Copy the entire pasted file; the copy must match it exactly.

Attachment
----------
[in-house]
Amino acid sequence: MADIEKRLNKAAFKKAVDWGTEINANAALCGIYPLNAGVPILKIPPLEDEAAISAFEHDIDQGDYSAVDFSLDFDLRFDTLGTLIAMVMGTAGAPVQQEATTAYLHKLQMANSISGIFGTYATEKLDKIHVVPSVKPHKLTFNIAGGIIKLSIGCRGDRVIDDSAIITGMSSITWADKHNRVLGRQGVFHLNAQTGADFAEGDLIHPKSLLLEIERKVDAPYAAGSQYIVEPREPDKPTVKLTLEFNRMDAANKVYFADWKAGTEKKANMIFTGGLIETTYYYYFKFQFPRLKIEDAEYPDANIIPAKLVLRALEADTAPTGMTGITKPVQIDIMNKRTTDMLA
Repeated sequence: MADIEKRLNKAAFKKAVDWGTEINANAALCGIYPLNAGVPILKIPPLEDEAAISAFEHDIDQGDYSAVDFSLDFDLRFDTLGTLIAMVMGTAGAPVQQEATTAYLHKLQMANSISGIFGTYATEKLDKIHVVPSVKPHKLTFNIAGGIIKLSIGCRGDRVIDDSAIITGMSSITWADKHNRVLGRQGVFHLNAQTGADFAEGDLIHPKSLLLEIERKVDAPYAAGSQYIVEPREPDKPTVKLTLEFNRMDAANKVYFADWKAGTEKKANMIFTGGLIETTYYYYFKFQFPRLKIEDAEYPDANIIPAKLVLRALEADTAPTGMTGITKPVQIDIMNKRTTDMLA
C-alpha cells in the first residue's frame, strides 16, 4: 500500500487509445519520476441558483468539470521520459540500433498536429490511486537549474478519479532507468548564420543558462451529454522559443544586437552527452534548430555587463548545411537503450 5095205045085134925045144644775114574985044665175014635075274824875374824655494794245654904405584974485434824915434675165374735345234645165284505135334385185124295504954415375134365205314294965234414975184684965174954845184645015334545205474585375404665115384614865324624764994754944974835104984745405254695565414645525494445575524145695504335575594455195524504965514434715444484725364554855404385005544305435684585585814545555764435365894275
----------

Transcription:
[in-house]
Amino acid sequence: MADIEKRLNKAAFKKAVDWGTEINANAALCGIYPLNAGVPILKIPPLEDEAAISAFEHDIDQGDYSAVDFSLDFDLRFDTLGTLIAMVMGTAGAPVQQEATTAYLHKLQMANSISGIFGTYATEKLDKIHVVPSVKPHKLTFNIAGGIIKLSIGCRGDRVIDDSAIITGMSSITWADKHNRVLGRQGVFHLNAQTGADFAEGDLIHPKSLLLEIERKVDAPYAAGSQYIVEPREPDKPTVKLTLEFNRMDAANKVYFADWKAGTEKKANMIFTGGLIETTYYYYFKFQFPRLKIEDAEYPDANIIPAKLVLRALEADTAPTGMTGITKPVQIDIMNKRTTDMLA
Repeated sequence: MADIEKRLNKAAFKKAVDWGTEINANAALCGIYPLNAGVPILKIPPLEDEAAISAFEHDIDQGDYSAVDFSLDFDLRFDTLGTLIAMVMGTAGAPVQQEATTAYLHKLQMANSISGIFGTYATEKLDKIHVVPSVKPHKLTFNIAGGIIKLSIGCRGDRVIDDSAIITGMSSITWADKHNRVLGRQGVFHLNAQTGADFAEGDLIHPKSLLLEIERKVDAPYAAGSQYIVEPREPDKPTVKLTLEFNRMDAANKVYFADWKAGTEKKANMIFTGGLIETTYYYYFKFQFPRLKIEDAEYPDANIIPAKLVLRALEADTAPTGMTGITKPVQIDIMNKRTTDMLA
C-alpha cells in the first residue's frame, strides 16, 4: 500500500487509445519520476441558483468539470521520459540500433498536429490511486537549474478519479532507468548564420543558462451529454522559443544586437552527452534548430555587463548545411537503450 5095205045085134925045144644775114574985044665175014635075274824875374824655494794245654904405584974485434824915434675165374735345234645165284505135334385185124295504954415375134365205314294965234414975184684965174954845184645015334545205474585375404665115384614865324624764994754944974835104984745405254695565414645525494445575524145695504335575594455195524504965514434715444484725364554855404385005544305435684585585814545555764435365894275